Saturday, February 15, 2014

Book Review: The Last Letter From Your Lover

I couldn't help but love this novel of lost-and-found love by Jojo Moyes. It's that kind of novel filled with missed opportunities, misunderstandings, and second chances that just leaves you feeling as if something really good happened.

Let me just state right from the start that this is fluffy chick lit. And I'm only a little ashamed to be reading it, but it serves as a nice cushion between re-readings of The Book Thief and A Long Way Gone: Memoir of a Boy Soldier. Yep. I relish fluffy stuff now and then.

And so the story goes that Jennifer wakes up in the hospital and can't remember anything about her life. I know! I love amnesia! (What Alice Forgot is a great amnesia story, for real.) She's been in a car accident, but that's all she knows. She's reluctant to tell anyone, including her husband, just how little she remembers, but things just don't seem right to her. She feels as if she is missing something, and eventually she begins to find letters from her lover hidden around her house.

Bit by bit she pieces together the life she had with him, which is much different than the upper-class, society wife life that she has with her husband. She wants to find this mysterious "B" again, and when she does, well, I won't give that away. The last third of the book includes a separate love story that confused me at first, but ultimately it all tied together like a nice little present.

I can't help myself. I was wrapped up in the story. Moyes is a good writer and a great storyteller. It's easy and satisfying and makes a great in-between read.

Linked up with Semicolon's Saturday Review of Books

Friday, February 7, 2014

Book Review: In the Sanctuary of Outcasts

Most of us, upon hearing the terms "leprosy," have some kind of biblical scene play out in our minds: Jesus and the 10 lepers, Miriam's hand white with leprosy, lepers on the outskirts of town. But leprosy still exists. In fact, only in the past 30 years has leprosy been cured successfully. 

For over 100 years, a facility in Carville, Louisiana housed individuals in the U.S. who had contracted leprosy, now called Hansen's disease. I was aware of the leprosarium, but I didn't realize that it was still in existence up until the late 1990s; I thought it had closed back in the early part of the 20th century.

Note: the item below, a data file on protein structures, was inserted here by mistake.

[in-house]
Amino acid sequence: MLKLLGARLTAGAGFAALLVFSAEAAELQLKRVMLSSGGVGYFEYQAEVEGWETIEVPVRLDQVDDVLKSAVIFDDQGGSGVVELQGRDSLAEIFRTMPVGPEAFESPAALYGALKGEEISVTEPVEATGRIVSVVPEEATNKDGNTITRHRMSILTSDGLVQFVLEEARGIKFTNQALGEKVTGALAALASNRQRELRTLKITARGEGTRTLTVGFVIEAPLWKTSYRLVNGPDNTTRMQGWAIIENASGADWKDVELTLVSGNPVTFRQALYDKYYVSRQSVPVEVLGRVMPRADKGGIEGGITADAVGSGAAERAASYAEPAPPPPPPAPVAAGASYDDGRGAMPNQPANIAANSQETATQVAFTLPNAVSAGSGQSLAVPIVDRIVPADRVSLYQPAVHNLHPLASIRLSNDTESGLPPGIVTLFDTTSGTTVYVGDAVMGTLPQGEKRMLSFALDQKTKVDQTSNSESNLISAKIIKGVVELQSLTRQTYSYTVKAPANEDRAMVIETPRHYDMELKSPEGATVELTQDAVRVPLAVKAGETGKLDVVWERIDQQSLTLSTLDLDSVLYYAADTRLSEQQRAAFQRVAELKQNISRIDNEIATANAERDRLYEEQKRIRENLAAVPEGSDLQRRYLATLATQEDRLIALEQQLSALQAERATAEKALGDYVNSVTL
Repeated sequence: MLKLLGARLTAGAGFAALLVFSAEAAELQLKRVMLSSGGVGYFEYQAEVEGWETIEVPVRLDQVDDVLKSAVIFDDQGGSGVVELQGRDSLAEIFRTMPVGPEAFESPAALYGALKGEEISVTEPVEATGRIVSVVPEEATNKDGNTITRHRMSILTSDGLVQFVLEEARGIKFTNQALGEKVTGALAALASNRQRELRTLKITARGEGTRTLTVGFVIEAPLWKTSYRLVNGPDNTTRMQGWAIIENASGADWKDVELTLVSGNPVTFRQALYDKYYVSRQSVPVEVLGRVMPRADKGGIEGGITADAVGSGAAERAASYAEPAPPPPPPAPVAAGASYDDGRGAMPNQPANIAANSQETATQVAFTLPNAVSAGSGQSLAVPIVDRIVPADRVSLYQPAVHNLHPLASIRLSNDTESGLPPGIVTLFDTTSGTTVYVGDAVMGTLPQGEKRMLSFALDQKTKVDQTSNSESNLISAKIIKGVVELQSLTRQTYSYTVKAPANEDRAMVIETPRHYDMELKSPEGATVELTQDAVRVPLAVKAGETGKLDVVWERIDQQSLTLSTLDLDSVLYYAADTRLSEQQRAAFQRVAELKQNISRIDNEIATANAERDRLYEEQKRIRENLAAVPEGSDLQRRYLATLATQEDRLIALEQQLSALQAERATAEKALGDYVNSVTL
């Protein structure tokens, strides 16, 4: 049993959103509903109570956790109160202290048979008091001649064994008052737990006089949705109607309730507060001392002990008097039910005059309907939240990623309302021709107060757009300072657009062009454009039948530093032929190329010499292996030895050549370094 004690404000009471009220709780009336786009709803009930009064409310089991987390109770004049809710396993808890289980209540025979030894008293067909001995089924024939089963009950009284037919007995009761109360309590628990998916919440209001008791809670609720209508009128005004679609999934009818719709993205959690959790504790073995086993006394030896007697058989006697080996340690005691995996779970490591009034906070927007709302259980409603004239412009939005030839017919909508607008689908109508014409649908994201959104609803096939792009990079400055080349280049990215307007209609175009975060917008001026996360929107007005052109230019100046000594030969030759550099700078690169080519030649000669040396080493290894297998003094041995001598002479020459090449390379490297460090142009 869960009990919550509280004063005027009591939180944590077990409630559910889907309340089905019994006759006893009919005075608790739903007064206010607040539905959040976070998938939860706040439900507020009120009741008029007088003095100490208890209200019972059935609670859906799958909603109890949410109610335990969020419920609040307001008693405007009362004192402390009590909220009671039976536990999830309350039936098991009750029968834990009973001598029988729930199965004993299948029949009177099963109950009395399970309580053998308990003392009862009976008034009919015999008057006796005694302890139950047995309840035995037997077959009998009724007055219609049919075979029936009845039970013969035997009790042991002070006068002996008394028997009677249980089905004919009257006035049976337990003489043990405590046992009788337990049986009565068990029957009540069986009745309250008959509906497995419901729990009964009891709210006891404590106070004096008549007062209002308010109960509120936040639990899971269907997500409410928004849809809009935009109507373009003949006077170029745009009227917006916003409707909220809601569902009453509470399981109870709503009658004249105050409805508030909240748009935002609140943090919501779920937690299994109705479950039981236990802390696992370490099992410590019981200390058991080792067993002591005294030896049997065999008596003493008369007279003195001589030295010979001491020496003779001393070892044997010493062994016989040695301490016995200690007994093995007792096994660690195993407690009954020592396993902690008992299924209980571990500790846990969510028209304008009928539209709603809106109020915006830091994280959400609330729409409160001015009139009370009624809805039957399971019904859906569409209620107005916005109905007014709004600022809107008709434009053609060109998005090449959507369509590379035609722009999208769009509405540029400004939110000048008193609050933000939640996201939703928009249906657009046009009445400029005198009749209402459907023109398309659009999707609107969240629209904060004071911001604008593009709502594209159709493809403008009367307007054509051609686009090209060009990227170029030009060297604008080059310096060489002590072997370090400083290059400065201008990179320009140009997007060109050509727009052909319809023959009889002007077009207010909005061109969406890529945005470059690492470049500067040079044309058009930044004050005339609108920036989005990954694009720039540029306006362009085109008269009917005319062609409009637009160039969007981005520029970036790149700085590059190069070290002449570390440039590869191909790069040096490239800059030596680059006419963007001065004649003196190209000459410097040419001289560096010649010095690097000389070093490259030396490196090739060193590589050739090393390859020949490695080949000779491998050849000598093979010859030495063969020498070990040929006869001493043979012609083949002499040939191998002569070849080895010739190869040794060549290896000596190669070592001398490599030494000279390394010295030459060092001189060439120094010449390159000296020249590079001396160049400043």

This memoir by Neil White opens in 1993, when White, an educated white-collar businessman, is sent to prison for fraud and check kiting. It's a minimum-security prison in what appears to be a plantation. What White doesn't realize and is astonished to discover is that he and his 250 fellow prisoners will be sharing their prison sentences with130 social outcasts: the last lepers in the U.S. The Federal Prison System apparently decided that Carville hospital is the perfect place to house low-security inmates. Evidently, the patients had no voice in the decision to share their home with convicts.

White is terrified at first that he'll catch leprosy. He views the patients with disgust and distrust. If he shakes a hand with one of them, will he catch it? Eventually, he learns more about the disease and begins to form relationships with the patients. He is astonished by their stories. Many of them were taken from their families when they were small children and quarantined in Carville. Even when they were allowed to return home after decades in the hospital, many chose to stay on in the only home they'd really ever known.

In his 18 months there, White discovers all kinds of truths about himself: mostly, that he is a selfish, phony young man who thrives on attention and kudos.  He has betrayed everyone he knows, leaving a trail of disaster for his wife and parents to clean up. He seems, in some ways, relieved to be in prison, away from the mess he's created of his life. It is here in this quiet place that he is stripped of pretense and forced to learn who he really is.

Much of the memoir is about the people White meets, both prisoners and patients.  White encounters  a wide cast of fascinating characters, and he describes them well. Whether they are patients or prisoners, the inmates have one thing in common: they are on the outskirts of society. For the prisoners, there is always a sense of desire: they are anxious for the day they'll be released. They take classes, set up business schemes, write resumes. But the patients just go about their days, used to life in this quiet sanctuary and never expecting anything else. White's favorite person is Ella, a patient who has spent almost her entire life in the hospital. It is from her that he learns to slow down and appreciate life, no matter what the circumstances.

I really loved this book. White provides a fascinating look at a little known part of American history, combined with a fantastic search-for-identity story. Highly recommended.